Date
26 September 2017
A PolyU study detected excessive levels of cadmium in some vegetables bought from markets. Photo: HKEJ
A PolyU study detected excessive levels of cadmium in some vegetables bought from markets. Photo: HKEJ

Cadmium found in market-bought vegetables

One in five samples of various imported vegetables bought at Hong Kong markets had excessive amounts of cadmium, Ming Pao Daily reported Monday, citing a Hong Kong Polytechnic University (PolyU) study.

PolyU said it tested 20 samples of mainland-sourced vegetables, including water cress, bamboo fungus and dried mushrooms, and four exceeded city limits of cadmium by 15 to 94 percent.

Mushrooms bought from the Pei Ho Street Market in Sham Shui Po had the highest levels of the metal, with nearly double the allowable amount. 

Cadmium can cause serious kidney damage and anemia, among other conditions, if consumed over a long period.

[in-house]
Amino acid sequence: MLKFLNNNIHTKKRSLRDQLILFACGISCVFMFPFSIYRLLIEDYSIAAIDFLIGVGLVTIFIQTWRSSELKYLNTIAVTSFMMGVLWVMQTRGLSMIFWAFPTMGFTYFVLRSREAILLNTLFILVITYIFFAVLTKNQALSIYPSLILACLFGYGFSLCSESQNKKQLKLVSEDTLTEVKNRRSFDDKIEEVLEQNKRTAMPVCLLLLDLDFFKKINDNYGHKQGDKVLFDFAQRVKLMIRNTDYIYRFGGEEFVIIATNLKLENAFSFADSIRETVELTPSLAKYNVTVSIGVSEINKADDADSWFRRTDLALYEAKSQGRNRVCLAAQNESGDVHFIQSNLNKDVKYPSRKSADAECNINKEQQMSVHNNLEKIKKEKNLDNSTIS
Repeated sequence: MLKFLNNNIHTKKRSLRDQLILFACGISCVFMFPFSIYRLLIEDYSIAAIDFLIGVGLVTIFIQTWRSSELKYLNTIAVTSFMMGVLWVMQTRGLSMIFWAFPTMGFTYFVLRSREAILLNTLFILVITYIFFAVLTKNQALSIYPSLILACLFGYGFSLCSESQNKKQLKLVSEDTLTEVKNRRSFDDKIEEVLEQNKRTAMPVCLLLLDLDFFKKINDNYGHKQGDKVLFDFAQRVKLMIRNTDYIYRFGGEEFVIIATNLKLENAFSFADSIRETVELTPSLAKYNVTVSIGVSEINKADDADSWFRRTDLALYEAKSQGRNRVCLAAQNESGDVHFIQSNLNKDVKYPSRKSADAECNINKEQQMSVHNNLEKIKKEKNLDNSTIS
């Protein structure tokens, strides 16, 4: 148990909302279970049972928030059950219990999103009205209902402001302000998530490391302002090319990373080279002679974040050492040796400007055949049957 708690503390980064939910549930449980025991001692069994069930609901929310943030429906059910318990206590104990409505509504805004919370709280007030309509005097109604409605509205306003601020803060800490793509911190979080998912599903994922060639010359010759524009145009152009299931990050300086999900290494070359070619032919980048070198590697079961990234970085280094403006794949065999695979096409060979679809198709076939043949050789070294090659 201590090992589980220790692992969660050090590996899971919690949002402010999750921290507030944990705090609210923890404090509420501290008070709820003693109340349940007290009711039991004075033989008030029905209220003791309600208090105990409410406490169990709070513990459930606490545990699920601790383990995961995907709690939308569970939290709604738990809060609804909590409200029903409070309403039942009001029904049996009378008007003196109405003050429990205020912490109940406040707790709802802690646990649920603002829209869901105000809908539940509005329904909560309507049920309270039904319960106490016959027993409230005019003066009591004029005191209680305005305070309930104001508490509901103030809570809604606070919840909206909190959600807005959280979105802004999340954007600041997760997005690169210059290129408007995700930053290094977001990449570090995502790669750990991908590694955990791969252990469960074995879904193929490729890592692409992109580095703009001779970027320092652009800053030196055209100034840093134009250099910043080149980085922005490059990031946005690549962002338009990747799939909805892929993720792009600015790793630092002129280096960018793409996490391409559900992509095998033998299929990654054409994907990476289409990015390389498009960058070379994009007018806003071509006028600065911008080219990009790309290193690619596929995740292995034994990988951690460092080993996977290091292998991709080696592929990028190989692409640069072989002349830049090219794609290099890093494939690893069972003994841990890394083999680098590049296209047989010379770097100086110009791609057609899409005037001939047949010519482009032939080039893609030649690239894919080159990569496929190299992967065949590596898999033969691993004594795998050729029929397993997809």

Three other samples also had high levels of mercury compared with official mainland standards, which are higher than Hong Kong standards, the report said. Excessive mercury intake can damage the central nervous system.

The Centre for Food Safety said the government has already set up a task force to review food safety standards.

The center also urged shoppers to thoroughly wash vegetables and soak them in water to minimize dust and dirt which might contain contaminants.

The centre tested 27,000 vegetable samples last year, with three reported to have excessive cadmium content, the report said.

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